Danish Beer and Continental Beer Gardens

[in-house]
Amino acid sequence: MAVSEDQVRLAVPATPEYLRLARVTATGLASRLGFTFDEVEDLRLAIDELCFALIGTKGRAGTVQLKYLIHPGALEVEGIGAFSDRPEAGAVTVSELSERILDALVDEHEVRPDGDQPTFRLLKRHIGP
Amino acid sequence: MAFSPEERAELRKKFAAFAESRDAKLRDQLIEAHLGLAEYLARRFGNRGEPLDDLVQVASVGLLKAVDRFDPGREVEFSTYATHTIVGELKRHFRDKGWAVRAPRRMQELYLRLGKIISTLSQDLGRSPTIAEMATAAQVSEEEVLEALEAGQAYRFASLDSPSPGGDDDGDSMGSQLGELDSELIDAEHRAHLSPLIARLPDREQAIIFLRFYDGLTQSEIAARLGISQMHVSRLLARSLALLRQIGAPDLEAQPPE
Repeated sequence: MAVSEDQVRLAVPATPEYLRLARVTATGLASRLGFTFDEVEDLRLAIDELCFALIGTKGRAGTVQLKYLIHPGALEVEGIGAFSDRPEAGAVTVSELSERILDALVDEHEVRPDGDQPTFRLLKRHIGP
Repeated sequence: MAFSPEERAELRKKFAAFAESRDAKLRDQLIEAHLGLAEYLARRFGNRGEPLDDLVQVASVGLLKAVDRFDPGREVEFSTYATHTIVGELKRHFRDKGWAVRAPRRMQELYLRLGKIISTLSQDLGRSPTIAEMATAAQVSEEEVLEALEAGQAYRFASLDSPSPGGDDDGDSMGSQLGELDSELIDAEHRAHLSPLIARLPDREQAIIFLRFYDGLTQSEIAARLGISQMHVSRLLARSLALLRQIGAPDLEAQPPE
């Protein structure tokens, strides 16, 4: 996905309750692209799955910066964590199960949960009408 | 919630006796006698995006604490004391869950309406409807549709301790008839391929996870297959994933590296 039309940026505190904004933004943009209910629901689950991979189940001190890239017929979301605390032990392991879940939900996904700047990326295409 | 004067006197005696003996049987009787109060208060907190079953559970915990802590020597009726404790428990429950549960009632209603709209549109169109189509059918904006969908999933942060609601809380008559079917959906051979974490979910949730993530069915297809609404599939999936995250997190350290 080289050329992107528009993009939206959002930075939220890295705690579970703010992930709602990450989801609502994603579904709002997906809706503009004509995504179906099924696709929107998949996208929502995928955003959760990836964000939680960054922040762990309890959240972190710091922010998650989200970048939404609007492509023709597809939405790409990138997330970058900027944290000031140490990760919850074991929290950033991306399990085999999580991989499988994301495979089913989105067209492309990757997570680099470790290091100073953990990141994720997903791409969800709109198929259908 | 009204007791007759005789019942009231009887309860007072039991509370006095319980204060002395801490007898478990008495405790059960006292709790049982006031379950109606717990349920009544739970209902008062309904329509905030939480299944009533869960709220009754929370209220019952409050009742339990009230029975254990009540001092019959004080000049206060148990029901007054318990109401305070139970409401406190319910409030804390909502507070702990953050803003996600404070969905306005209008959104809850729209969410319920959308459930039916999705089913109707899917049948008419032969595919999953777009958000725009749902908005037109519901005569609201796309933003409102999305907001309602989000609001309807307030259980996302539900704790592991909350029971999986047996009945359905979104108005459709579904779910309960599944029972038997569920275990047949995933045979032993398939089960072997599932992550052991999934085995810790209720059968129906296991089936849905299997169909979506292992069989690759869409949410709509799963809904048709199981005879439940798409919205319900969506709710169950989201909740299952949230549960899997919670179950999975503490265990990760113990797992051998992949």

Danish-American biochemist and fermentation scientist Dr. Max Henius (1859 - 1935) founded the American Academy of Brewing in Chicago. Danish Beer and Continental Beer Gardens was an illustrated lecture Dr. Henius delivered at the United States Brewers' Association Convention in 1913. This lecture is delivered as the Temperance movement is growing in intensity in its push for the 18th amendment - prohibition. Dr, Henius compares and contrasts beer culture in Europe and the US using Europe as model of responsible beer culture. He points out that Europe holds the brewer and the brewing industry in much higher esteem than in the US. Dr. Henius is promoting beer as a healthy temperance drink, extolling the virtues of brewers and their public works - especially Carl Jacobsen, of the Carlsberg Brewery in Copenhagen, and the virtues of beer gardens as places for family relaxation, socializing, and entertainment. Dr. Henius points out that while Americans tend to drink at home, in Europe people imbibe in public houses and beer gardens and he believes that this is much healthier. Dr. Henius concludes: "...that it is possible to have places of entertainment where beer is served in the strictest propriety, with the greatest freedom, in elevating surroundings, affording the relaxation which the human engine craves as urgently as sleep, and without the slightest suggestion of, or incitement to, anything in any way improper or undesirable." Unfortunately, on January 16, 1919, Nebraska became the 36th state to ratify the 18th amendment leading the the 13 year lunacy of prohibition. This book is a fascinating look into the reactions of brewers in the period leading up to prohibition. Its short, but I enjoyed it immensely.